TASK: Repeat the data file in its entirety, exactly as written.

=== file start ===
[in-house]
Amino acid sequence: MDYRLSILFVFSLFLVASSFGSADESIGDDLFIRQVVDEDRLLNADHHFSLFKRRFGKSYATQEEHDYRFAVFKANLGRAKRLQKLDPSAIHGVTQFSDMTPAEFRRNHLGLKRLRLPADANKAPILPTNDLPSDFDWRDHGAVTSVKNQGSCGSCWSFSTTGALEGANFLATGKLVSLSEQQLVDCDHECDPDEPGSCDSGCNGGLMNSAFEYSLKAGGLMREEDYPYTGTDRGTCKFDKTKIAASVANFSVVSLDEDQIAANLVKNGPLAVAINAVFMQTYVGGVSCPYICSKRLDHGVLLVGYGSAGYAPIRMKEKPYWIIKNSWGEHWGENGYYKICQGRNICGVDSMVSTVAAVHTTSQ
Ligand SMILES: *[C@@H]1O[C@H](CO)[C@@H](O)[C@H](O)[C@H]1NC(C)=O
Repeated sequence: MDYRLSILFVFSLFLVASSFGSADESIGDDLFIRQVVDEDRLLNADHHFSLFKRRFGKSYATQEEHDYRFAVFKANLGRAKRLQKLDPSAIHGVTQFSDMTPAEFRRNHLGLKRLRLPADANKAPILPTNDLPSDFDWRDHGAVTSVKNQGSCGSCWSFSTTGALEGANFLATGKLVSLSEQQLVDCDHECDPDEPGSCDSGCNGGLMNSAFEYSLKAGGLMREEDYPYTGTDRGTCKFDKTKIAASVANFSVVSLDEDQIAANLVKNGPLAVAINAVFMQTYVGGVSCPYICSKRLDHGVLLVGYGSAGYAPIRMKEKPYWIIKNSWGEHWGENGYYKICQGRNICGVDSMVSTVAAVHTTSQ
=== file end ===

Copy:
[in-house]
Amino acid sequence: MDYRLSILFVFSLFLVASSFGSADESIGDDLFIRQVVDEDRLLNADHHFSLFKRRFGKSYATQEEHDYRFAVFKANLGRAKRLQKLDPSAIHGVTQFSDMTPAEFRRNHLGLKRLRLPADANKAPILPTNDLPSDFDWRDHGAVTSVKNQGSCGSCWSFSTTGALEGANFLATGKLVSLSEQQLVDCDHECDPDEPGSCDSGCNGGLMNSAFEYSLKAGGLMREEDYPYTGTDRGTCKFDKTKIAASVANFSVVSLDEDQIAANLVKNGPLAVAINAVFMQTYVGGVSCPYICSKRLDHGVLLVGYGSAGYAPIRMKEKPYWIIKNSWGEHWGENGYYKICQGRNICGVDSMVSTVAAVHTTSQ
Ligand SMILES: *[C@@H]1O[C@H](CO)[C@@H](O)[C@H](O)[C@H]1NC(C)=O
Repeated sequence: MDYRLSILFVFSLFLVASSFGSADESIGDDLFIRQVVDEDRLLNADHHFSLFKRRFGKSYATQEEHDYRFAVFKANLGRAKRLQKLDPSAIHGVTQFSDMTPAEFRRNHLGLKRLRLPADANKAPILPTNDLPSDFDWRDHGAVTSVKNQGSCGSCWSFSTTGALEGANFLATGKLVSLSEQQLVDCDHECDPDEPGSCDSGCNGGLMNSAFEYSLKAGGLMREEDYPYTGTDRGTCKFDKTKIAASVANFSVVSLDEDQIAANLVKNGPLAVAINAVFMQTYVGGVSCPYICSKRLDHGVLLVGYGSAGYAPIRMKEKPYWIIKNSWGEHWGENGYYKICQGRNICGVDSMVSTVAAVHTTSQ